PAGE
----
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Re: Dissent seen as Eco-terrorism.... Beckett

Posted by sigismund on March 26, 2012, at 17:17:11

In reply to Re: Dissent seen as Eco-terrorism...., posted by Beckett on March 26, 2012, at 7:51:25

I was fortunate enough to be taught by the last of those servicemen who had gone to university after the war. They were a respectable, opinionated and (I see now) eccentric, a blessing in a country as Australia then was.

My senior English teacher was also my house master. He had gone to university after the war and done an MA on Kant and ended up staying at the school. He had everything needed to be a good English teacher......curiosity, knowledge, kindness and unhappiness, perhaps a sense of failure.

He had quite a reputation when I first went there. His rooms were on a bridge between two buildings and from his balcony he could see over the school grounds. From there he could use his parade ground voice to bark at the boarders, and on one night to fire his shotgun over the head of someone he thought to be an intruder.

Every year he would select around two boarders. This meant, for me, that he would ask me up to his rooms to talk, mainly about books and politics. He was interested in our opinions and how we came about them. He asked me up to his room by yelling out "Mathter Thigithmund" (he had a lisp) and I would walk out the front of the prep room and up the stairs to his rooms. For 2 years I did this two nights a week, for a few hours each time. I can recall him standing on his verandah with RD Laing's 'The Politics of Experience', underlining parts and making margin notes, and then handing it to me saying 'Read thith, Mathter Thigithmund'. I recall he underlined the fact that in the C20 100,000,000 or so of us had been killed by our fellows. It was said (not very knowledgeably) that he was a Nazi, but this was because he was the German master and a lover of German culture. He had the entire norse sagas and introduced us to the Lord of the Rings in 1966.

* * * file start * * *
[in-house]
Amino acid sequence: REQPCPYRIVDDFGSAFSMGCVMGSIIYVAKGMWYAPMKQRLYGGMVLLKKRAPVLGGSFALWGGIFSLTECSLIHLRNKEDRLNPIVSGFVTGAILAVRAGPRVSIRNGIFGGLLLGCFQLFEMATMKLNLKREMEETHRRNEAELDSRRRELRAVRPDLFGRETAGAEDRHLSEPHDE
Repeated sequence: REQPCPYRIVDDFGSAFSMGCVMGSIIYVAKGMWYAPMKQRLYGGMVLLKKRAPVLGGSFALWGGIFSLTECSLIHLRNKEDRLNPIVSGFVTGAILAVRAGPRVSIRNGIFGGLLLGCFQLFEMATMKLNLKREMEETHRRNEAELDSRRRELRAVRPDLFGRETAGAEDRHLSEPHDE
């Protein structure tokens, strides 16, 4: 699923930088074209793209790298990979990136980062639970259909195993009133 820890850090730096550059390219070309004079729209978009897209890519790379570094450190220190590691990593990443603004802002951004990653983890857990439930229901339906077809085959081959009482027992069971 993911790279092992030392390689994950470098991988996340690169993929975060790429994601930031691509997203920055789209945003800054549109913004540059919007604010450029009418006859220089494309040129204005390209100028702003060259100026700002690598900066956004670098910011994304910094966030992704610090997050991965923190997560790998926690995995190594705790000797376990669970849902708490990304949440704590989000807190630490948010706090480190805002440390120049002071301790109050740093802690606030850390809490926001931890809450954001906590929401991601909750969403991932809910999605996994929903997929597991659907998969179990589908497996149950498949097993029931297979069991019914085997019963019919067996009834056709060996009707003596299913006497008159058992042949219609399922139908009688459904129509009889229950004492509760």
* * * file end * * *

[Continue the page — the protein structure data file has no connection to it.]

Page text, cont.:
With his deep understanding of tragedy he was well suited to teach King Lear on which we spent two years. He read the entire play out with considerable feeling and gave up two inches of foolscap notes of his own. Years later my son was also doing King Lear. His teacher had been the first woman to do engineering at university. She was rational, relatively optimistic and uniquely ill-suited to teach it. My son made me promise, at the teacher student interviews, to never mention King Lear, but when she said 'I think it is a terrible play to teach and to learn' my son could not resist and said 'Dad thinks it is the greatest thing ever written', which led to a friendship with that teacher.

In his time after work my English teacher/housemaster drank steadily. As he drank more his lisp increased. One night he called for me and was sitting in his underpants with his feet in front of the radiator, trying to dry out the white fungus. He said 'I thuppothe you think I'm a p**ft*r. I am not a fucken p**ft*r.' For two years he cooked for us, fed us, gave us books and talked to us as adults. In a school such as I was in, this was a blessing beyond words. Later he would have done the same with the next lot of smart vulnerable kids.

That is what I mean by good values.




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